On Broadway: It’s All About The Acting
Currently, on Broadway, you will find the values at musical auditions ranked in this order:
If you have a spectacular voice but you can barely act, you will not, NOT, work on Broadway. If you are an excellent actor with a so-so voice, if they really like you and think they need you, you will get a job and then they will send you out to “get a few lessons” with one of the big singing teachers here. If you need to dance a bit (and you don’t always have to) then you had better be decent (minimally) but if you are expected to really dance, as a serious dancer, you had better be very very good. And, no, you won’t be sent out to “get a few lessons” because the standards for dance here are so high. You can’t fake dancing, but I guess the producers think you can fake the singing. Right.
When you do get to sing, you must have a very clear idea of the “Ws” (who, what, where, why and when) about your song, your character, the plot, the scene — all of it — and it had better be very strong in your mind so that when do the song all of that is very clearly communicated. You will have no microphone at the audition, and you will not use any props, you can’t sing with a pre-recorded rendition of any kind and you can’t wear a costume or dance. You are there to sing, yes, but you are there to be an actor who sings not someone who sings really well without good acting.
Really Great Singing Is Just A Bonus, Not Always A Necessity Or Even A Plus
The point is that if you sing really well say, as a graduate of a classically-oriented college program, but you aren’t a strong actor or dancer, and you are at an entry-level, your singing won’t help you much. That this is so is unfortunate but far from new. After “A Chorus Line” producers discovered they did not have to have a professional singing chorus (typically legit vocalists). They could save money and have the dancers sing. They also had the advantage of rock and roll having a greater influence year by year on Broadway musicals generally. Rock and roll has produced some great vocalists (but not on Broadway) but rock isn’t mostly about voices for their own sake. So, if you were auditioning for “Hair” or “American Idiot” having great pipes would be helpful but being able to stay vocally healthy would be more helpful, at least to you.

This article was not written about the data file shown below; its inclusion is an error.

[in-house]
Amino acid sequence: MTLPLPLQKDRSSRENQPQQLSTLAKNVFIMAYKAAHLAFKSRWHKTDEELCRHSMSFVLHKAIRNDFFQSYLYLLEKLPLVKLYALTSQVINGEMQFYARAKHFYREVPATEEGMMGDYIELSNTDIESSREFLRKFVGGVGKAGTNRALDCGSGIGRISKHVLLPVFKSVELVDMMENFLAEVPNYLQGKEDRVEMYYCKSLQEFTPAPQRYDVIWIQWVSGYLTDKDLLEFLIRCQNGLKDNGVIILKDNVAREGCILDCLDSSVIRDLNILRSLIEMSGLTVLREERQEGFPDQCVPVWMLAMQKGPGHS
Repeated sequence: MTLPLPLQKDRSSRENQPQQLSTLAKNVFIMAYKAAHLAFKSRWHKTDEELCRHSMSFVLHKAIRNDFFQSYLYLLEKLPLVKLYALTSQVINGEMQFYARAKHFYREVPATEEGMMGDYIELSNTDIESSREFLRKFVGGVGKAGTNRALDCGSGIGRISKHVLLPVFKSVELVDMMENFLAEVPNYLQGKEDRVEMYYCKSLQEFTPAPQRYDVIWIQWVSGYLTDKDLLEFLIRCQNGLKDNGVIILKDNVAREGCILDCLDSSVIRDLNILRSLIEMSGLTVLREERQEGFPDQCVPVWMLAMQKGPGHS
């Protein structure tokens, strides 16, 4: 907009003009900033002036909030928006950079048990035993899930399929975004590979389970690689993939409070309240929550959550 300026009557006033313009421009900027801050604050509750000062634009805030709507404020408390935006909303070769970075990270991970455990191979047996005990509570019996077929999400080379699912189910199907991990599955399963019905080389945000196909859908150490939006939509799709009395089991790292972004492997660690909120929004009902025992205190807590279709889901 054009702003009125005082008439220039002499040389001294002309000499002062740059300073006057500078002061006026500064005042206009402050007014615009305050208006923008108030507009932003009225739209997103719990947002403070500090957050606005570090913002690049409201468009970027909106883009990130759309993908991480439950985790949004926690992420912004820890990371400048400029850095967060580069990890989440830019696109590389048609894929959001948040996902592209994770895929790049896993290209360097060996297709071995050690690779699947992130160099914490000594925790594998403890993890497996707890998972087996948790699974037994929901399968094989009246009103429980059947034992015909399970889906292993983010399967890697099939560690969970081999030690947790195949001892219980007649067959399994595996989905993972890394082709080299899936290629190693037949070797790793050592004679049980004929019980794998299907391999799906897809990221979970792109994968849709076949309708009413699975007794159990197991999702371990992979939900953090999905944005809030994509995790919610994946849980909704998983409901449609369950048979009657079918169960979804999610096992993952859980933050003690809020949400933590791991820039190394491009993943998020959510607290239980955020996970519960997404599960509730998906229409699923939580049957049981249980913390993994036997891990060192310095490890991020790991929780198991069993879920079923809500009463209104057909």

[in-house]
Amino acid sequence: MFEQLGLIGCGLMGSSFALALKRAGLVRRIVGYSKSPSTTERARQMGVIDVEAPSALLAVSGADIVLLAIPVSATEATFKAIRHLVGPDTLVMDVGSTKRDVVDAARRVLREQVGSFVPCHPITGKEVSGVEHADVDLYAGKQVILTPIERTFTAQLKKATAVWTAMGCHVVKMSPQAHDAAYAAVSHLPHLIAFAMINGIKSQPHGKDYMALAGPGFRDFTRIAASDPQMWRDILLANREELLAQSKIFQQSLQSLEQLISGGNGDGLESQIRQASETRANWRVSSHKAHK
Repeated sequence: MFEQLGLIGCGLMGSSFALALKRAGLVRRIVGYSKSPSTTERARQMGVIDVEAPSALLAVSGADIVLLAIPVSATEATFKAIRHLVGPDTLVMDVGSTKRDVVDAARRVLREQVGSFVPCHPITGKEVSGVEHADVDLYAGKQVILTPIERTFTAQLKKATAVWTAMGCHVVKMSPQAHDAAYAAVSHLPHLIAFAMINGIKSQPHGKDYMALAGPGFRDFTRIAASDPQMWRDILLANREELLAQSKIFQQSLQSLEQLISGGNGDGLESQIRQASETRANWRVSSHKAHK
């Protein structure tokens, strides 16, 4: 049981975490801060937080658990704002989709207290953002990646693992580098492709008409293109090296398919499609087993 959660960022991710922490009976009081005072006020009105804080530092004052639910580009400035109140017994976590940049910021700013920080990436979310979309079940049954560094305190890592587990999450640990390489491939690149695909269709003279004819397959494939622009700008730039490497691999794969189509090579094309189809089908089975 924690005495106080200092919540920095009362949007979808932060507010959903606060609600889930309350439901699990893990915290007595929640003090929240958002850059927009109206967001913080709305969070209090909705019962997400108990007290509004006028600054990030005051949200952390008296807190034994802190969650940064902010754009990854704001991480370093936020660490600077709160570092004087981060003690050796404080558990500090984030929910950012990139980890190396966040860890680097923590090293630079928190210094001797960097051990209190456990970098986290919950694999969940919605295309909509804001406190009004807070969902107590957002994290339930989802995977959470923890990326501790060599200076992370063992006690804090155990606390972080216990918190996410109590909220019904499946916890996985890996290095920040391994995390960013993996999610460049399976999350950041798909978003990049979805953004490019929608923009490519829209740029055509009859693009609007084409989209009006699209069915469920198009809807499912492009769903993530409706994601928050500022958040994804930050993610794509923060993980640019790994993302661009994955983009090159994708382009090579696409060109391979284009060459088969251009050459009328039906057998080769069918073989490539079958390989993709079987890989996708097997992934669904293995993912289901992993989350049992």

You Find Out After You Get Here
You don’t really get to understand much about any of this until you get here. If you are busy taking sight-singing lessons instead of acting lessons in your college program, you might try to get that changed. They really care here about acting. If you can sight-sing, good for you, it can help, but it will NEVER get you a job treading the boards. On Broadway, it’s all about the acting.
And by acting, I mean being able to be convincing in the song. The last thing they want you to do is A C T. You have to be very real but not “perform” in an old-fashioned sell-the-song kind of way, unless, of course, that is what they want as would be the case if you were being asked to play Pseudolus in “Forum”.
Confused enough for the moment? I understand. On Broadway: It’s All About the Acting. You have to be here and live it.